On July 2nd we had 24 members at the
meeting. The following was discussed.
We will have a sign-up sheet for the
Fresno Fair's carving contest at our next meeting on
August 6. The Fair's new rules needs to have this
list of contestants turned in on September 10. Don't
wait until the last minute to sign up for this.
Again, we'd like to see everyone
enter something into the Home Arts Department if
they are able. We have direct links to the Fair's
Home page along with the page for Competitive Exhibits
Links & Documents page. They currently have a
button to enter your competitive exhibit online.
(One would assume that you'll still have to take
your entry to the Fair Grounds to be considered.)
We are in need of something for the
raffle that we'll be doing during the Fair. The
walking staff that we did last year might not have
had a wide enough interest compared to the bird
house we did at the home show that proved to be very
popular. Anyone with ideas is encouraged to speak
Don Lenz reported that the Eagle Cane
presentation went well this year. Because the canes
were precut to size, when the Vet came up to receive
their cane it was a smooth procedure and proceeded
This has been the
biggest response to our efforts yet with Channel 30
(although the only news outlet to cover it) doing a
two minute report on us the word has started to get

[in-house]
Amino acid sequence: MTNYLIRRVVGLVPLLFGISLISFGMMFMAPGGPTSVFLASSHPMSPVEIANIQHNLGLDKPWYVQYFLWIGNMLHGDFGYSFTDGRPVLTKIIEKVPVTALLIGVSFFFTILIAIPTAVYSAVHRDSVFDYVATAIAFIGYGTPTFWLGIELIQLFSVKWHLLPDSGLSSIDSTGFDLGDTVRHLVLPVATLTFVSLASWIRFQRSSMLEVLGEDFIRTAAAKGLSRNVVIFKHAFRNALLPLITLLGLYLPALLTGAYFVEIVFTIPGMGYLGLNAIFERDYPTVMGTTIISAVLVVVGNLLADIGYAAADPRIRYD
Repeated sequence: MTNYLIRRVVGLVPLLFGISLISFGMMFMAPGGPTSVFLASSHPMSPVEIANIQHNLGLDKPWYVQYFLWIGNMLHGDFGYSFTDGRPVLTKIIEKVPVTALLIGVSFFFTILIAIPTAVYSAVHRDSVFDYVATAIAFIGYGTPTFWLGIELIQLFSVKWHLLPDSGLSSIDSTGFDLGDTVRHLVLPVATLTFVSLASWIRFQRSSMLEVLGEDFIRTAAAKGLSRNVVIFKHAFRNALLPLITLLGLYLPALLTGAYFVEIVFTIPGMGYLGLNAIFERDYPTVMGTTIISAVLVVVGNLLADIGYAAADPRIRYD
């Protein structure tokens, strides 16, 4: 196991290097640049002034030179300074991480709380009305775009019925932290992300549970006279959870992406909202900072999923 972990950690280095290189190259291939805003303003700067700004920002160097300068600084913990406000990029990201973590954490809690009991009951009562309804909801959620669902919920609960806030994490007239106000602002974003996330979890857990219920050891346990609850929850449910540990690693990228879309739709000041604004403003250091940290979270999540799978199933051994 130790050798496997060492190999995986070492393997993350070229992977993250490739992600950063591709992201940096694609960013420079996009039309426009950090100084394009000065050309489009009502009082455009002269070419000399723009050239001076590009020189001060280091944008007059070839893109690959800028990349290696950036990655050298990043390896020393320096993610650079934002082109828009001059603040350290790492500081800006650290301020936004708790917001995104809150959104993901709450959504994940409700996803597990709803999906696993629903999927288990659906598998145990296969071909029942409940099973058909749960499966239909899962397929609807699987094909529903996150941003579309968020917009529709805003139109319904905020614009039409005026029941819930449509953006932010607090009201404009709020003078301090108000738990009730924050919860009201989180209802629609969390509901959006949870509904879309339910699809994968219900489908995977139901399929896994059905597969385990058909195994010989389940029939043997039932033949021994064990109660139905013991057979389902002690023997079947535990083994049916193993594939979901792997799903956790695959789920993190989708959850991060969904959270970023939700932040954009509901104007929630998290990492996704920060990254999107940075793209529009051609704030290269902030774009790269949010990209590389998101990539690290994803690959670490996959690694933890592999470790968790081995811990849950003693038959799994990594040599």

out. By the end of the event Don had five new
requests for canes and as of our meeting date there
are 29 requests.
On a related note, Barry Walzberg
noted that there was a spike on the number of people
that came to our web site. And there were a number
of individuals that sent messages expressing
interest in visiting or joining our club after
seeing the report on Channel 30. One even offered to
donate a piece of equipment to us.
A woman whose deceased husband was a
Vietnam Vet has what she describes as a router tool
for making spindles and said she was interested in
donating it to "such a wonderful group."
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Show & Tell
members had something to share with us during Show
and Tell at the meeting.
Roy Smith had borrowed an old book from Jim
about gun stock carving with the desire to decorate
a WWII Russian Mosin-Nagant rifle he had. Roy had
always wanted to do something with the stock, but a
regular checker pattern would be too easy to not
look good. So he picked a nice filigree pattern,
that if he made a mistake he could just say that was
what he wanted.
The stock is mahogany that his son
took nine months to made. The texture for the
background of the design was created using the point
of a nail.
Lloyd Moore had sowed us his redesigned smaller eagle head
last month and this month showed us that this could
be easily painted as a juvenile Bald eagle. A young
bald eagle's feather pattern varies so much that
getting it "right" could only be a matter of
opinion. This design, which could also be painted to
look like a mature eagle, uses less material and
would be less expensive to produce. A definite
option for those needing a smaller handle on their
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Lighter Side of the Wood